CON Reform Bill Advances in Florida Legislature

Published February 8, 2018

The Florida House of Representatives approved a bill that would eliminate certificate of need (CON) requirements for hospitals.

House Bill 27 (H.B. 27) would exempt hospitals from the Florida Agency for Health Care Administration’s CON program regulating the supply of health care services. Other providers, such as ambulatory surgical centers and medical imaging centers, would remain subject to government control.

H.B. 27 was approved by the Florida House in January 25 and later referred to the state Senate’s Appropriations, Health Policy, and Rules Committees for consideration.

Nanny, May I?         

Skylar Zander, deputy state director for Americans for Prosperity’s Florida chapter, says CON laws make government the gatekeeper deciding who can help people.

“It’s a permission slip from the government to open up and operate [a hospital], in order to help Floridians,” Zander said.

Instead of improving health care, CON laws establish a health care cartel, Zander says.

“What it’s done is create a monopoly for the hospital industry, which has given hospitals and other health care facilities the ability to raise costs on health care products and procedures, almost unchecked by competition,” Zander said.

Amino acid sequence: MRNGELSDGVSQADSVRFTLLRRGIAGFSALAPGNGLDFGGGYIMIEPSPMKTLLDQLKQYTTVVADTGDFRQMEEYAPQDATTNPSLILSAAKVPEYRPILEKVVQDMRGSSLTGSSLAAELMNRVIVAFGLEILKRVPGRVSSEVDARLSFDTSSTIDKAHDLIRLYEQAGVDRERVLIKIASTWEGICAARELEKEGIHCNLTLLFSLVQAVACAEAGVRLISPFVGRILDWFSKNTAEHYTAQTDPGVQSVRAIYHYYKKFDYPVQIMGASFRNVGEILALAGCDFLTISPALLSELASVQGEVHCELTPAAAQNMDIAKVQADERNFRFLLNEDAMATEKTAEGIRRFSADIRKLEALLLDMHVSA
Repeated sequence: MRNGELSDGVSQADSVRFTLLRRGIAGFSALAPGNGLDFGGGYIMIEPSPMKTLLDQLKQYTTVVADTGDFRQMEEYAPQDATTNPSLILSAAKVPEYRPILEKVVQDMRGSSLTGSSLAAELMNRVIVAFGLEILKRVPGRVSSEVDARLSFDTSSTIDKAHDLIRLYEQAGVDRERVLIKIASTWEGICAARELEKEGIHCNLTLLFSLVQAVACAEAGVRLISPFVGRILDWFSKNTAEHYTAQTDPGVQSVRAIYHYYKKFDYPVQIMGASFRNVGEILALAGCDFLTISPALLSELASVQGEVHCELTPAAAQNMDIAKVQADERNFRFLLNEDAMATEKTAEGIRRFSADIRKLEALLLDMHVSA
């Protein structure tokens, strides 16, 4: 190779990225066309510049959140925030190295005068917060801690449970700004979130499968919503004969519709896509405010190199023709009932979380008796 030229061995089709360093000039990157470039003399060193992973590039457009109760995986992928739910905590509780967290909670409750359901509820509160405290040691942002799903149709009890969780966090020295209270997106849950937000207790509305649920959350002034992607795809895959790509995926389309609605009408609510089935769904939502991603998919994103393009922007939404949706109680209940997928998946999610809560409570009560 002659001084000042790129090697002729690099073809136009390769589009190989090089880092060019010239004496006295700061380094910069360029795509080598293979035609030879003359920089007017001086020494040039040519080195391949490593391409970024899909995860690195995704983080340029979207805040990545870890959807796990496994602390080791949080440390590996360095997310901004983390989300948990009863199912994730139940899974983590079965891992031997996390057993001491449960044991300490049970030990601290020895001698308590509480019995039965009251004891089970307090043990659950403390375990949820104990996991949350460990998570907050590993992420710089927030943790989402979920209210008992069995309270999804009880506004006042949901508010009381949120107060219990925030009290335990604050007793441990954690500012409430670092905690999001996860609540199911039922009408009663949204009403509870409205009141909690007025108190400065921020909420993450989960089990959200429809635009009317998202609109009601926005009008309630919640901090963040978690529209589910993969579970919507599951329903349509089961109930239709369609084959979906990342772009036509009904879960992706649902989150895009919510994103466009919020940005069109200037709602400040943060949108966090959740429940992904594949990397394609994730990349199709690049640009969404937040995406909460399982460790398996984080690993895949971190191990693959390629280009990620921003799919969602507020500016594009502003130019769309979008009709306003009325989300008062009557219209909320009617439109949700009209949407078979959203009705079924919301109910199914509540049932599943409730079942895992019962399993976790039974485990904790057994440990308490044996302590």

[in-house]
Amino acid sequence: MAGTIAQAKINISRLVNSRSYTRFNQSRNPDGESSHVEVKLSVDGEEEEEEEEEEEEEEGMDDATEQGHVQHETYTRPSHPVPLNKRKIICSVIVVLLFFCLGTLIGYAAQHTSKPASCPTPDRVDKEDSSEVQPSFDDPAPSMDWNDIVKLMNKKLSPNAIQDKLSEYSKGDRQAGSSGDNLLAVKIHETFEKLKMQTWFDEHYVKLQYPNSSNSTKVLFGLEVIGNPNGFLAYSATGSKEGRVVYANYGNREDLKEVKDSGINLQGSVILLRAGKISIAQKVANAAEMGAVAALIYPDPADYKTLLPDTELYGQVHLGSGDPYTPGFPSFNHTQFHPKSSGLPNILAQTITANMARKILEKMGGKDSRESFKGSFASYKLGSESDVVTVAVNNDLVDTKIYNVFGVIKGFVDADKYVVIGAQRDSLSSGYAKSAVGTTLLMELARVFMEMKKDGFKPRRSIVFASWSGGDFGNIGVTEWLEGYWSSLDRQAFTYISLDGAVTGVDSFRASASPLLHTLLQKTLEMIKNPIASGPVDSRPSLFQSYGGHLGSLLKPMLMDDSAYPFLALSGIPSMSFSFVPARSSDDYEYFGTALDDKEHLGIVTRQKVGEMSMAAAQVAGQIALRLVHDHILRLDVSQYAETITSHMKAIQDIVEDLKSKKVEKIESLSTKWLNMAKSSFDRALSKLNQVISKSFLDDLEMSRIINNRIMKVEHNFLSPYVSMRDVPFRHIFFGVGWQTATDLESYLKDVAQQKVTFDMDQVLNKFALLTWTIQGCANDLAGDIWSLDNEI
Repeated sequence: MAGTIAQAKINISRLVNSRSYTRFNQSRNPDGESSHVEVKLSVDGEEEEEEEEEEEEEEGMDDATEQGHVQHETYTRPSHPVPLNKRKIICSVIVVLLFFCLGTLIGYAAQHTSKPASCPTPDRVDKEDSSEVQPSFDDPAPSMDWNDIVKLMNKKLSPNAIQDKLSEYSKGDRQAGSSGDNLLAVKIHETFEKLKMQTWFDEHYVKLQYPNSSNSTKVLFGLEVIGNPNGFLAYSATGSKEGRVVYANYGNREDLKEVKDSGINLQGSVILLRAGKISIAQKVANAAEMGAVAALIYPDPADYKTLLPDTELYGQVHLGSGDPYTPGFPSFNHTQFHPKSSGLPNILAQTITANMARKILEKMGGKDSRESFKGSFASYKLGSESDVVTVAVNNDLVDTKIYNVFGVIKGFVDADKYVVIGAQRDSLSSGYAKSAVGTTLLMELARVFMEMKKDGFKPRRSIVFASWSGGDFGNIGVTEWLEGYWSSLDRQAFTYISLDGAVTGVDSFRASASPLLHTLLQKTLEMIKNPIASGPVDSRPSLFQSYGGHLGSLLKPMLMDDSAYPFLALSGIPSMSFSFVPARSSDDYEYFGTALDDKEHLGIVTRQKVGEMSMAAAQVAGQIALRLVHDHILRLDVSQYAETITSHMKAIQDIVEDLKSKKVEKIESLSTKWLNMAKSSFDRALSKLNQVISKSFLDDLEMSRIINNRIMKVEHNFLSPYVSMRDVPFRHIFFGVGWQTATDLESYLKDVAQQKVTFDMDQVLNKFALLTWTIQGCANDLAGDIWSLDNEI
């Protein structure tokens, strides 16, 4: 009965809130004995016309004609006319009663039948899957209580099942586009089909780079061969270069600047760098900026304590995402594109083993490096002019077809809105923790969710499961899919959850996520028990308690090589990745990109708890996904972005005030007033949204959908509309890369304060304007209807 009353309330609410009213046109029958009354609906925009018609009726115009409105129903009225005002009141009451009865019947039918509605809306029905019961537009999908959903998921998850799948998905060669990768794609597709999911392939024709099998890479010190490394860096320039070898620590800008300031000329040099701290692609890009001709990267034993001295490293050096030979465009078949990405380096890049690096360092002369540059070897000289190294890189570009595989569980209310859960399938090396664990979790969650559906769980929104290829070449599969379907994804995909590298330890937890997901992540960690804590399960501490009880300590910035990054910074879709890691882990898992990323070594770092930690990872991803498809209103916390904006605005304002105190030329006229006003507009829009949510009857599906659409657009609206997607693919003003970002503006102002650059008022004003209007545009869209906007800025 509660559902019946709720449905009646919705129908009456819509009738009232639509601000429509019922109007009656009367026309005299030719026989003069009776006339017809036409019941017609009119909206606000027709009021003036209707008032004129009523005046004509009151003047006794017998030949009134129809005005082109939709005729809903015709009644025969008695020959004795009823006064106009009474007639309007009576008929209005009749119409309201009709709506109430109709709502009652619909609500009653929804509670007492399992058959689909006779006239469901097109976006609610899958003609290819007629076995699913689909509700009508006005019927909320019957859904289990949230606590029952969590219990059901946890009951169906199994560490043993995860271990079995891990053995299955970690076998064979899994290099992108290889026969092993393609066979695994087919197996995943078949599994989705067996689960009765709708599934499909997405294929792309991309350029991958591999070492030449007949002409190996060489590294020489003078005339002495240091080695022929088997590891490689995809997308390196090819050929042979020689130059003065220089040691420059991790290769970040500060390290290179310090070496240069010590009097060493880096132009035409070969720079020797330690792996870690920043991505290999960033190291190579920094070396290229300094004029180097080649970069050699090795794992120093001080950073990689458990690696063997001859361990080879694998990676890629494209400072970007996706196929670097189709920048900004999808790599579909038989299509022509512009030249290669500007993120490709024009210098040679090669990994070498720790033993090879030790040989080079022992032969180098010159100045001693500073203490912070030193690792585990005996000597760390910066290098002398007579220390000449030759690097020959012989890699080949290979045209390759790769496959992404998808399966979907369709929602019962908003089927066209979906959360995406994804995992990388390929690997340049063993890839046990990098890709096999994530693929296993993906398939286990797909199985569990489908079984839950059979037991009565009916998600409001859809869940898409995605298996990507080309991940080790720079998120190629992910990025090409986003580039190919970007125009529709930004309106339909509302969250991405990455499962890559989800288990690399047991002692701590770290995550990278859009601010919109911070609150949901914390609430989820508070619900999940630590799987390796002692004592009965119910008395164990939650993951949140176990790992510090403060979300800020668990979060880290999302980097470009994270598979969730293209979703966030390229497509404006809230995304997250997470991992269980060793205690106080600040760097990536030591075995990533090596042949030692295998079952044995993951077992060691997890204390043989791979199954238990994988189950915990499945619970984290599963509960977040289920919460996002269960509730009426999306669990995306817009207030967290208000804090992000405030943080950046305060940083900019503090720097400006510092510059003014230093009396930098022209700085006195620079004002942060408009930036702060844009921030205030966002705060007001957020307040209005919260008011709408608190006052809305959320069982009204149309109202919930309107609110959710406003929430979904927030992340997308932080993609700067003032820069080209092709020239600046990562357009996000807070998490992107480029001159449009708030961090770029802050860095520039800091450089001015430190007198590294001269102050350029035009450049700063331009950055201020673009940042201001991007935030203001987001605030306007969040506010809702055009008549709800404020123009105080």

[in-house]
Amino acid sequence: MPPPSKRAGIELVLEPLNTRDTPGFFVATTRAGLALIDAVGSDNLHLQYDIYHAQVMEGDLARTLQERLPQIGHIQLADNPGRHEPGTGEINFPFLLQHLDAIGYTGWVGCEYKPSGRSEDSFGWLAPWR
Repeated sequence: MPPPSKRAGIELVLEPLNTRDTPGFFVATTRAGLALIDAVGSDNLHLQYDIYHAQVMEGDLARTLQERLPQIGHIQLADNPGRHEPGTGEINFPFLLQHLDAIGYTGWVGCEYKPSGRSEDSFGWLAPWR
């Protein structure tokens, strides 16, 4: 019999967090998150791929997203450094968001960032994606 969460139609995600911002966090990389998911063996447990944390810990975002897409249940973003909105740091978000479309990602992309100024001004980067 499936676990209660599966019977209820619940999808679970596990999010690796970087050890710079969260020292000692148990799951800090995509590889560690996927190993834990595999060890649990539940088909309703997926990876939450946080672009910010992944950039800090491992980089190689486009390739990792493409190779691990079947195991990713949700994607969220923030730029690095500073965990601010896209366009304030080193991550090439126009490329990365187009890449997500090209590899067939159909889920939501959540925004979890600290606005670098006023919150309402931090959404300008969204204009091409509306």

Opening Up Markets

Zander says removing the CON requirement will promote public health.

“Floridians endure some of the highest health care costs,” Zander said. “By doing away with certificate of need laws, it will open up markets for competition and push prices down. A free-market approach like ending certificates of need will allow for more competition and, ultimately, better health care outcomes and higher quality.”

Promoting Competition for Care

State Rep. Heather Fitzenhagen (R-Fort Meyers), the bill’s sponsor, says H.B. 27 will use free-market principles to improve health care.

“Eliminating the certificate of need will have the impact of providing more choices for people seeking medical care and will drive down the price of medical care, because there will be a more competitive marketplace,” Fitzenhagen said.

More choices spur more competition and better service, Fitzenhagen says.

“When people are competing for someone’s business, they tend to do their very best to provide their service at the best price and quality, because they are trying to compete for a finite number of people,” Fitzenhagen said. “That will create a better health care environment for everyone. The very nature of competition in a free market provides us with better products, lower-cost products, and a greater variety and availability of the product.”

Other Reforms in Play

Florida legislators are considering other bills that would get government out of the health care business, Fitzenhagen says.

“This is just one of many different things we are doing in the state of Florida in order to provide better health care,” Fitzenhagen said. “I am also the cosponsor on another bill that would allow ambulatory surgery centers to stay open for longer hours, in order to meet the needs of people who are undergoing elective surgeries, rather than having to go home with less observation and less care. It’s another way that we are giving patients options.”